Pixium Vision Develops A Bionic Vision System That Allows The Visually Impaired To See

Eniola Elizabeth Fase

There are over 285 million people worldwide who suffer from vision problems. Everyone has cataracts by the age of 80, resulting in serious vision issues. However, every year introduces new advances in science and technology that enable us to combat these issues, and now, individuals with vision problems may have new hope.

According to a recent press release from a bioelectronics company, they received the HealthTech Award 2020 for its Prima System, which is a next-generation bionic vision technology developed to allow vision for blind people.

With its bionic vision device, Pixium Vision SA won the award for “Best Product/Deal”. The title was given out at the MedTech Forum 2021, and it honors Europe’s most advanced innovators in next-generation healthcare technology. It is coordinated by the NOBEL Project, with MedTech Forum serving as the host. In a press release, Pixium Vision CEO Lloyd Diamond said, “We are incredibly proud to earn this HealthTech Award 2020 for the pioneering work being carried out with the Prima System.”

Pixium Vision is a cutting-edge company that combines rapid developments in microelectronics, visual processing, intelligent software algorithms, and neurobiology to create bionic vision systems capable of interacting with machine brains and artificial intelligence(AI). The aim is to use technology to compensate for severe vision loss or retinal degenerative diseases, thus improving the autonomy, independence, and overall standard of life of blind people.

As of this writing, there have been 285 million visually disabled people in the world, and 39 million blind. 200 million people with vision disorder have AMD, and 365,000 people are diagnosed with AMD every day. This is why the current research on the new Prima Vision system is a significant step forward in the treatment of dry AMD.

For those who have lost their sight, Pixium Vision is developing a world of bionic vision, allowing them to regain sensory awareness and greater autonomy. The bionic vision systems from Pixium Vision include a surgical procedure and a period of recovery. The Prima System sub-retinal miniature photovoltaic wireless implant is currently being tested in clinical trials for patients who have lost their vision due to outer retinal degeneration, primarily for atrophic dry age-related macular degeneration (dry AMD).

 Stanford University in California, Institute of Ocular Microsurgery (IMO) in Barcelona, Institut de la Vision in Paris, University hospital in Bonn, Moorfields Eye Hospital in London, and UPMC in Pittsburgh, PA are among Pixium Vision’s academic and research partners working on this life-changing project.

The Prima System is a photovoltaic photoreceptor substitute that allows individuals with atrophic dry age-related macular degeneration to use both central prosthetic and peripheral natural vision at the same time (AMD). Although the technology is still in progress, it is being tested in the pivotal PRIMAvera trial. The research started in late 2020 with the aim of confirming the Prima System’s protection and benefits. This is the last clinical phase before the latest bionic vision technology is approved for sale in Europe.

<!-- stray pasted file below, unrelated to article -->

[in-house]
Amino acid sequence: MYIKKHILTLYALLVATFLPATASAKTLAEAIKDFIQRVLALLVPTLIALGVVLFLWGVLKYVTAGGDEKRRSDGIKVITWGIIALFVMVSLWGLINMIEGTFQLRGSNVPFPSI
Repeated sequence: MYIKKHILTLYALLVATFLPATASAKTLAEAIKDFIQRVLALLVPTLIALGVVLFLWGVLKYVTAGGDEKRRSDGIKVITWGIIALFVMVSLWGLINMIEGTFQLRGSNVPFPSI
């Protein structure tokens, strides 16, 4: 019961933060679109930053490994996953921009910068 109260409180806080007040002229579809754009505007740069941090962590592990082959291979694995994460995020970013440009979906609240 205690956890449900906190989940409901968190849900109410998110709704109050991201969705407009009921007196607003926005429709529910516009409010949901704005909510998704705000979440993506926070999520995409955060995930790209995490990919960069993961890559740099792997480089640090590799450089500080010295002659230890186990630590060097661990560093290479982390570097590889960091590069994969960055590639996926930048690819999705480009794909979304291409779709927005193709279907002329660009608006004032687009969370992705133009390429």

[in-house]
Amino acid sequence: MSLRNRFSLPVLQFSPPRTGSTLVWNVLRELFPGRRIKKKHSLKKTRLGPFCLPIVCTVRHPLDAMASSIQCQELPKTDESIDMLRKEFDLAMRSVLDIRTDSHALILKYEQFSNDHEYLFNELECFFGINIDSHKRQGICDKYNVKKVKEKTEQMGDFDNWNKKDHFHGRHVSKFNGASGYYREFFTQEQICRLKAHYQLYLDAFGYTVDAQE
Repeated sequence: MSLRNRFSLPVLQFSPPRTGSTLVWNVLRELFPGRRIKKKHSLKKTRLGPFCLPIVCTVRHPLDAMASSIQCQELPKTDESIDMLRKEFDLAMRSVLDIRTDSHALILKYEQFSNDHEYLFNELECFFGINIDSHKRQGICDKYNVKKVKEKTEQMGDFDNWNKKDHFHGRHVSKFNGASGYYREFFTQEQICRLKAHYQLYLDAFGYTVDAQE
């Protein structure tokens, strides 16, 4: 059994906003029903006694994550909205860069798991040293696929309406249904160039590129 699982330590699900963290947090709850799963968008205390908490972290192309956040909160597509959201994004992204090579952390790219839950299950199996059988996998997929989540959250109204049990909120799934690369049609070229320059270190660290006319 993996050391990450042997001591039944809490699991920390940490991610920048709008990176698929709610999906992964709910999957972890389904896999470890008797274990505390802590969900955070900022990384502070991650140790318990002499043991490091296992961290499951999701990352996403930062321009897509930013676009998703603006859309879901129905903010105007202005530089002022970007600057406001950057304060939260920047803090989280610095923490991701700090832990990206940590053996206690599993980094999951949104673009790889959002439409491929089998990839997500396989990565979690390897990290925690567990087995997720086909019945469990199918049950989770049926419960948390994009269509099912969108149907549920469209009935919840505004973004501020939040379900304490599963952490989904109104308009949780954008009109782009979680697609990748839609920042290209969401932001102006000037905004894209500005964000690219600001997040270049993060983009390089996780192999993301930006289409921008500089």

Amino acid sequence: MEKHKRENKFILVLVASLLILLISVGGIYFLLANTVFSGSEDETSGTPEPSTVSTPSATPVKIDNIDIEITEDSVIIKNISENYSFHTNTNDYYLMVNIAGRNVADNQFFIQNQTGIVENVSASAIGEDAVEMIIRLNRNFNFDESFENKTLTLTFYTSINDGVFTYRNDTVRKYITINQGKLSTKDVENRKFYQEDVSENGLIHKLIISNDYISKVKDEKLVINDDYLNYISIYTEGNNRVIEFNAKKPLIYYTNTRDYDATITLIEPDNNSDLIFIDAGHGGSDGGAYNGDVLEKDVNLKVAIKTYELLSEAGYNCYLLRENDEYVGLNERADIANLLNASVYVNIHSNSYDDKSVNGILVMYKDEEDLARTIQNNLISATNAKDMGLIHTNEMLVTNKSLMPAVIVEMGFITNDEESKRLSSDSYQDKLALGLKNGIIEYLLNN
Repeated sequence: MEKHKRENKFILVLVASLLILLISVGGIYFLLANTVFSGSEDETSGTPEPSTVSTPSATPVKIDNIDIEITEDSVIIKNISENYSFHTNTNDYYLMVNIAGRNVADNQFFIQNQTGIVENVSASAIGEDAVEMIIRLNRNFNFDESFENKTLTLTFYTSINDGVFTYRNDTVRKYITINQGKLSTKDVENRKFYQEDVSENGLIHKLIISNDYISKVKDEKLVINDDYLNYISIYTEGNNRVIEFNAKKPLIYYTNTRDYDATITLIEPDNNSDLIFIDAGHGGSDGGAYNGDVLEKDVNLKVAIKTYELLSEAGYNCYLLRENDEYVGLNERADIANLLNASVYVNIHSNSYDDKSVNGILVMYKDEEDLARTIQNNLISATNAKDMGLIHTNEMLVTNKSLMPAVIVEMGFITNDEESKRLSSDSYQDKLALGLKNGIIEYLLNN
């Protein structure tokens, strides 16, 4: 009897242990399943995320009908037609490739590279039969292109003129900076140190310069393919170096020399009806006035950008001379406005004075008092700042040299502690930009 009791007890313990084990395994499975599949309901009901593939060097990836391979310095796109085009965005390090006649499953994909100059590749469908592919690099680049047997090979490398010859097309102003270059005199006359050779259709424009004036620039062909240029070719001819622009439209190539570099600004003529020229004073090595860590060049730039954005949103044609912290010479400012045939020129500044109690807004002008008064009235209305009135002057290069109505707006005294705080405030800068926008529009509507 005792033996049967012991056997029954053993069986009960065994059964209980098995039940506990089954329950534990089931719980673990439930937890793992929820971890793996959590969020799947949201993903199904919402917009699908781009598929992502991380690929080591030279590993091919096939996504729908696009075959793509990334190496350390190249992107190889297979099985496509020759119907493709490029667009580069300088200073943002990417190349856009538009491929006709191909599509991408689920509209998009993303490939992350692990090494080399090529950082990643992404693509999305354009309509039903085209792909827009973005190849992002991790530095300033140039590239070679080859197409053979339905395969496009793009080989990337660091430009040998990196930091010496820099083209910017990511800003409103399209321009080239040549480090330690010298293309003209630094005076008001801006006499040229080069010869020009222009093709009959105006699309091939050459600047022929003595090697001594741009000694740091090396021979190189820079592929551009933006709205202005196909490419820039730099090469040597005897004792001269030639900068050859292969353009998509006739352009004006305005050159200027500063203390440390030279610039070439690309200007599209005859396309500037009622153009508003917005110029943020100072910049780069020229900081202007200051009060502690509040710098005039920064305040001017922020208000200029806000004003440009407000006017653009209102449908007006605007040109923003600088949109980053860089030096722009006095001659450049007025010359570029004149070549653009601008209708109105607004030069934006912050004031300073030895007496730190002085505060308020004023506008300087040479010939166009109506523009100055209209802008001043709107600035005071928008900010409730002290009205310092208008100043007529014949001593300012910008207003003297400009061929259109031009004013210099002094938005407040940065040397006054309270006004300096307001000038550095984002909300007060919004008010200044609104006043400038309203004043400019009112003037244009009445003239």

Paris, France, April 7, 2021 – 7.00 a.m. CEST – The first patient in Pixium Vision SA’s PRIMAvera pivotal trial of its bionic vision Prima System for atrophic dry age-related macular degeneration has been successfully implanted (AMD).

“The first successful implantation in the PRIMAvera pivotal trial is a significant step forward for the Prima System and patients with dry AMD. Dr. Yannick Le Mer, Deputy Head of Vitreo-Retinal Unit at Fondation Adolphe de Rothschild Hospital in Paris and the study’s Coordinating Investigator, said, “The Prima System has shown very encouraging results so far, and I am looking forward to seeing confirmation of these life-changing effects in dry AMD.”

The PRIMAvera research is based on promising results from a French feasibility study that demonstrated the Prima System’s ability to increase visual acuity in patients with dry AMD. Patients improved their vision significantly, achieving a logMAR of 0.5 on average (corresponding to 5 lines improvement).

PRIMAvera is an open-label, multi-center, prospective, baseline-controlled, nonrandomized, single-arm confirmatory trial that will enroll 38 patients. The major outcome is the percentage of subjects with a logMAR 0.2 or greater increase in visual acuity from baseline to 12 months, and the major safety endpoint is the amount and severity of system and procedure-related severe adverse effects at 12 months. The research will be followed for three years, with the major endpoints being assessed at 12 months after implantation.

Bionic vision has the potential to transform the lives of blind people. According to promising results published in a French feasibility review, patients with dry-eye AMD saw a significant improvement in vision with the Prima System. Patients may use both the Prima System-generated prosthetic central vision and their remaining peripheral vision at the same time, according to the latest report.

With no proven cure for blindness, victims of severe vision loss are known to suffer from depression, lose tens of billions of dollars, and die prematurely. Pixium Vision reported that they are incredibly close to offering viable therapies for one of history’s oldest human challenges: blindness, by developing a synthetic alternative to naturally-grown healthy eyes.

Reference:

https://www.pixium-vision.com/fr

https://www.google.com/amp/s/amp.interestingengineering.com/bionic-vision-lets-blind-people-see-again

https://www.globenewswire.com/en/news-release/2021/04/07/2205480/0/en/Pixium-Vision-announces-first-patient-successful-implantation-in-Prima-System-pivotal-trial-PRIMAvera.html

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